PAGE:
The Frankfurt Book Fair debate titled “British Writers on Brexit” brought together authors Patrick McGuinness, Jan Carson and Bonnie Greer, along with the host of the discussion, Alexandra Büchler, who is the co-founder and director of Literature Across Frontiers, a European platform for literary exchange, translation and policy debate.
When she organized the event, Büchler didn’t realize it would take place just a day before Saturday’s parliamentary vote on the new Brexit deal: “We literally don’t know what’s going to happen next week,” she said at the beginning of the discussion.
But that timing doesn’t make a difference for the panelists: “Brexit has created a strange new temporal zone,” pointed out Patrick McGuinness, referring to the fact that it’s hard to talk about pre- and post-Brexit despite the looming October 31 deadline. The vote itself is definitely not the end of it, and even a result in favor of Boris Johnson’s deal won’t “get Brexit done,” as the British prime minister has often claimed.
“Once Brexit happens and they sign their deals, it’s the beginning of another 15-20 years of signing more deals. And the big lie, of course, is that there will be an end to it. Because there will be no end to it,” said the author of the Booker Prize-nominated novel The Last Hundred Days (2011). “We will have to restart and reinvent so many things we love and value about our country from scratch. After Brexit, it will get even worse than Brexit, if you can even imagine that,” added McGuinness.
Social contract, arts and curiosity under threat
After spending the last three years hoping that the British people would “realize they were lied to,” McGuinness no longer believes that will happen. “That’s why I’m really pessimistic, as well as sad and angry,” he said. The Oxford University professor, who also stood as a candidate for Plaid Cymru — the pro-independence and largely pro-European Party of Wales — during the 2019 European Parliament election, fears that the UK government will keep dismantling the social contract in the years to come after Brexit.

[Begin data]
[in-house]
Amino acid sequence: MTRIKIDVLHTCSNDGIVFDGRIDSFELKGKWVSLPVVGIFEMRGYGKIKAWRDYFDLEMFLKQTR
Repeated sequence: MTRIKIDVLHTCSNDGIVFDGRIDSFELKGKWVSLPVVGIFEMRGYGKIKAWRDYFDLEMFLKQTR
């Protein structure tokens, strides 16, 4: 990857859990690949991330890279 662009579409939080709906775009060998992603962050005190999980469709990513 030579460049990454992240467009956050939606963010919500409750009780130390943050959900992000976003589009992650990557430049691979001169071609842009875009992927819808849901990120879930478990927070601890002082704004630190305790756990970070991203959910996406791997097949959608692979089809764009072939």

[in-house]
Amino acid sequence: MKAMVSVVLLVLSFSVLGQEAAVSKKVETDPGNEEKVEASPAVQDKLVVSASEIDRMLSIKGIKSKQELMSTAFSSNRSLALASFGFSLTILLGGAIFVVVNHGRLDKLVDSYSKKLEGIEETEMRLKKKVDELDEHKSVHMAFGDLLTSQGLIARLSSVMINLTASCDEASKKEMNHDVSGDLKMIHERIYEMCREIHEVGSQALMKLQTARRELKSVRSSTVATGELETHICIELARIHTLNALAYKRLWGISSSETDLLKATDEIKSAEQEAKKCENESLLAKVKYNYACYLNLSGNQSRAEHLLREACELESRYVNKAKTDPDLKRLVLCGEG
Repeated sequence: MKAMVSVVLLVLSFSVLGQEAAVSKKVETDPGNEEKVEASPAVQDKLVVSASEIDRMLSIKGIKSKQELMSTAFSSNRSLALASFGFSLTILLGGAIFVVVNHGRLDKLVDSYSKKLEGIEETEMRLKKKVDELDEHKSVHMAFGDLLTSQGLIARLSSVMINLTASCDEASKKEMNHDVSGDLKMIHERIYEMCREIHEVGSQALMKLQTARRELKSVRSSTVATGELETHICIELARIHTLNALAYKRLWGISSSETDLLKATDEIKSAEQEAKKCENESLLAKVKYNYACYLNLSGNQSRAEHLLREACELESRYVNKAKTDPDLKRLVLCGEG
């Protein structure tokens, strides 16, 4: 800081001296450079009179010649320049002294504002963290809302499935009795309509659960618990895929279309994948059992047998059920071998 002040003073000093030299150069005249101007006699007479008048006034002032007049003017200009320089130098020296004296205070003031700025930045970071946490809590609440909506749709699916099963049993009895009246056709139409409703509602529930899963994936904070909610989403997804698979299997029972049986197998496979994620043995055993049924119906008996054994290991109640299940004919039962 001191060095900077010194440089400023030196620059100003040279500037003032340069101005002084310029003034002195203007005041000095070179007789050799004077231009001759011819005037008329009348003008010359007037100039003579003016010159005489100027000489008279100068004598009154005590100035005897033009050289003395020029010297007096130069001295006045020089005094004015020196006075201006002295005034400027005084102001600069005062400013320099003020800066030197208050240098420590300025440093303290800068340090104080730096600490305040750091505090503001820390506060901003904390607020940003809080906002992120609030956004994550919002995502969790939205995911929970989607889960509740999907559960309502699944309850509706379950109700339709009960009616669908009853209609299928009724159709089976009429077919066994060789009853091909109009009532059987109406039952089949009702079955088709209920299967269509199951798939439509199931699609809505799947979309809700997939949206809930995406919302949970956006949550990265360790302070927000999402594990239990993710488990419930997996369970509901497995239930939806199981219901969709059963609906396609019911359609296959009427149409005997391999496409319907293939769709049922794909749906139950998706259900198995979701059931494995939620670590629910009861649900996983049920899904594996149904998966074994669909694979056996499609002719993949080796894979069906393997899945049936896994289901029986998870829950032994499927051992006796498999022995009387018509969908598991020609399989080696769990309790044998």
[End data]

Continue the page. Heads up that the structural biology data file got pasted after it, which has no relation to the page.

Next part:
Funding for the arts is also under threat, pointed out Belfast-based author Jan Carson, whose latest novel, The Firestarters, won the EU Prize for Literature Ireland 2019. As a community arts worker in Northern Ireland for the past 20 years, she has observed that after the Good Friday Agreement, “one of the huge things that has helped bring our country forward and listen to each other has been the arts.” Being exposed to a play or a movie, for instance, allows people to develop critical skills allowing more empathy, as they learn to go beyond thinking in binary categories such as “Protestant vs. Catholic or us vs. them,” Carson said. But the government, she says, is no longer encouraging an open culture.
“All of the worst forces in the world want to kill curiosity,” added McGuinness. “When you kill curiosity, you kill public discourse and you kill the imagination.”
A wrong turn to identity politics
“We are in a dangerous time in the United Kingdom right now, because English nationalism has now got its feet. And nationalism, as you all know in your gut, is the most dangerous thing to happen,” said American-British playwright, novelist, critic and broadcaster Bonnie Greer, who during the panel also paid tribute to the way Germany has dealt with its past divisions.
“Britain is dealing with its identity crisis, which is what Brexit is … Debates about identity are incredibly important, and people have to revisit identity over and over, but they can’t go on doing it by defining themselves by what they are against, otherwise things go badly wrong,” said McGuinness, who lives with his family in England but has also previously lived in different parts of the world. Born in Tunisia to a Belgian French-speaking mother and an English father of Irish descent, McGuinness grew up in Belgium and later lived in Venezuela, Iran and Romania.
“A country that learns to hate in the way that Britain is now learning to hate will never run out of enemies,” added the author.
Similarly, Jan Carson also underlined her pluralistic identities — British, Irish, European: “We in Northern Ireland are comfortable to have many identities at once.”
Bonnie Greer, who was born in Chicago and has been living in the UK since 1986, has served on the board of several leading arts organizations and was appointed Officer of the Order of the British Empire 2010. She emotionally spoke against the way identity politics were currently developing. Even though her generation proudly developed concepts such as African-Americanism and feminism, she said she was saddened to observe how people were losing opportunities to learn from each other because they were turning those interpretations of identity into exclusionary terms.
“We need to get out of our boxes to save this planet,” she pleaded, discouraged not only by the politics in her adoptive country but the ones in her home country as well.